My house is on a hill facing the sunset. The place is made almost entirely of grass. The deck, with its thatched roof, catches the evening rays and the whole thing is set alight as the sun disappears beyond the palm trees.
Other than the tiny man who waters my lawn each morning, I feel almost entirely alone up there. I like the quiet. Sometimes it is lonesome. But mostly it is peaceful.
It takes about 20 minutes to walk to the village, past houses, lodges and tiny local huts. I take a trail through the trees, usually accompanied by bleeting goats and the odd dog also travelling down town. It’s a good short cut and I enjoy the cheerful calls of “bom dia” from the women and children as I pass by.
A few evenings ago, after basking in the sun’s last rays, I walked down to the village.
Or at least tried to.
About halfway long the goat trail I heard a rustle in the shrubbery behind me. I glanced back, quickening my pace. Rabies had recently torn through Tofo, so the last thing I wanted was to be attacked by a rabid dog. As I rounded the corner, I could see the streetlit road about 200 meters ahead.
Footsteps pounded behind me, I turned and shone my light on a man dressed in nothing but blue underwear sprinting in my direction. I stepped aside to let him pass but rough hands grabbed my throat. My teeth sunk into the hand that reached for my mouth. Screams came from somewhere inside of me. The soundtrack of a darkness I did not know I had.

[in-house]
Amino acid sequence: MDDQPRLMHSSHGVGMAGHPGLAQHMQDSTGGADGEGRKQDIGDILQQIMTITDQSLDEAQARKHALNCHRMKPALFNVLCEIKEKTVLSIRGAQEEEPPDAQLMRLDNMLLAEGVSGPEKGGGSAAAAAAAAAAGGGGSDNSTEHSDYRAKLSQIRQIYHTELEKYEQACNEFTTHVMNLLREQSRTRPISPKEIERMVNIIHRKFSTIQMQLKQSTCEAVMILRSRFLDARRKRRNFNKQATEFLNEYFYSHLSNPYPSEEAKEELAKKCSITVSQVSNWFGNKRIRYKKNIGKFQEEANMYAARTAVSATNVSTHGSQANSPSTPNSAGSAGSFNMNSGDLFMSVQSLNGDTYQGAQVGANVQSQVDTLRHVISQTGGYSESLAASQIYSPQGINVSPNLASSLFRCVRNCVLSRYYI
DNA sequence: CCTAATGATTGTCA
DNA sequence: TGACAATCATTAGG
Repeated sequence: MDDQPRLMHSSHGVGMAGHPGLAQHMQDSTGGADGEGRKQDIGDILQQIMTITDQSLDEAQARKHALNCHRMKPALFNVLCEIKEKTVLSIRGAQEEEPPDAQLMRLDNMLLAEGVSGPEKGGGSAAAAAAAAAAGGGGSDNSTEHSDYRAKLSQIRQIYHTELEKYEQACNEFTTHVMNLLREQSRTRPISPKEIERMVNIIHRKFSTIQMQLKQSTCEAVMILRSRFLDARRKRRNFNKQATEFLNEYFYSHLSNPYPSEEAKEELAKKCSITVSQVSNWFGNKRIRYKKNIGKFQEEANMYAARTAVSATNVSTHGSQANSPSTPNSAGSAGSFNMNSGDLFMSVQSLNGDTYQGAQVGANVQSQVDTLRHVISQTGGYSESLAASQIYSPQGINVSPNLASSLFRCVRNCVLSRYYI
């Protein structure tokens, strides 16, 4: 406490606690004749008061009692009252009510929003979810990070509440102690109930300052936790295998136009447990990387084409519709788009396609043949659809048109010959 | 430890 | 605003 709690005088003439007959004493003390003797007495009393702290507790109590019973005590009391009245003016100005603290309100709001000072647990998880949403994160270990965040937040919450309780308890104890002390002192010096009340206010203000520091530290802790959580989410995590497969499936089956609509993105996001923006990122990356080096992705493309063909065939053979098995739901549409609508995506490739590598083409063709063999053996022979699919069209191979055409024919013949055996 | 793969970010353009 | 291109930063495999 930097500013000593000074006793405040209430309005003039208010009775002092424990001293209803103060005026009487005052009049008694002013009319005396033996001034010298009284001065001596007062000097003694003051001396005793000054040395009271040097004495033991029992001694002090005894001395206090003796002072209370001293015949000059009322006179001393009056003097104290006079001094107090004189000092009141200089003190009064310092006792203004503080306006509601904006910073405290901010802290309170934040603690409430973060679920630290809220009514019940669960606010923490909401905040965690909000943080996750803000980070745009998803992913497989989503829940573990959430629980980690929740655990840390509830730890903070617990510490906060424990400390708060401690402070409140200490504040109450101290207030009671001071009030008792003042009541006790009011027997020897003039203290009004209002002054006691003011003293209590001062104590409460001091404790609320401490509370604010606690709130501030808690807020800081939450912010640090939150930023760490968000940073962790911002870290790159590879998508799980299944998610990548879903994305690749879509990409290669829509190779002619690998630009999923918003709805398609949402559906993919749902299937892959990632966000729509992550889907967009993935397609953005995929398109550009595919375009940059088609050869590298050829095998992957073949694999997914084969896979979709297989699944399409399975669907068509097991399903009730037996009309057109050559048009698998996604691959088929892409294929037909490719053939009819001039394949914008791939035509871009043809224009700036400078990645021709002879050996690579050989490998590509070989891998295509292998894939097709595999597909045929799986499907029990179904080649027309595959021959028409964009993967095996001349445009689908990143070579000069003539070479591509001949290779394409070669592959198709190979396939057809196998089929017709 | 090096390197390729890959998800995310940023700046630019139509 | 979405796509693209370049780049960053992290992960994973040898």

I sunk to the ground, my feet finding his legs, kicking hard in my adrenalin fueled hysteria. I bit again, he retracted his his arm and reached for my hair. He bent over me, pulling my phone from my grip, dragging me by my ponytail as I twisted, the pulse in my ears drowned out by the screams still escaping my mouth.
I couldn’t see his face. Blinded by the sick fear of what I knew his intentions were. He gripped my wrist with one hand, my hair close to the scalp with the other.
He was clumbsy.
I would have killed him in that moment if I could have.
The fear didn’t cripple me.
It possessed me.
He disappeared into the darkness.
I stumbled to the road. Delirious.
My body shuddering.
Cries trying to escape lips.
It was over.
Rakeli, the soft spoken shop owner, called my name as I entered the market.
“Amiga, cervaja (beer)?”
I bought from her shop almost daily. I liked her. There was something sassy about her. I walked vaguely to her store and paid for a six pack. It was heavy in my hands.
It suddenly seemed as though nothing had happened.
I saw the smiling face of someoneI knew, tenderly cradeling his sleeping dog.
The coconuts kids called out to me.
I felt blank.
Tears didn’t come didnt come until later.
That man runs at me over and over in my head.
Words leave my mouth.
My lips form smiles.
But I am still there.
On that dark path.
The calls of ‘ola sister’ suddenly seem slightly sinister.
Every face could be his.
Yet, the ocean seems a little more blue.
The faces of my friends a little warmer.
The arms that hold me as my body quakes in the night, a little more comforting.
The weight in my stomach will soon be gone.
And I will be a little wiser.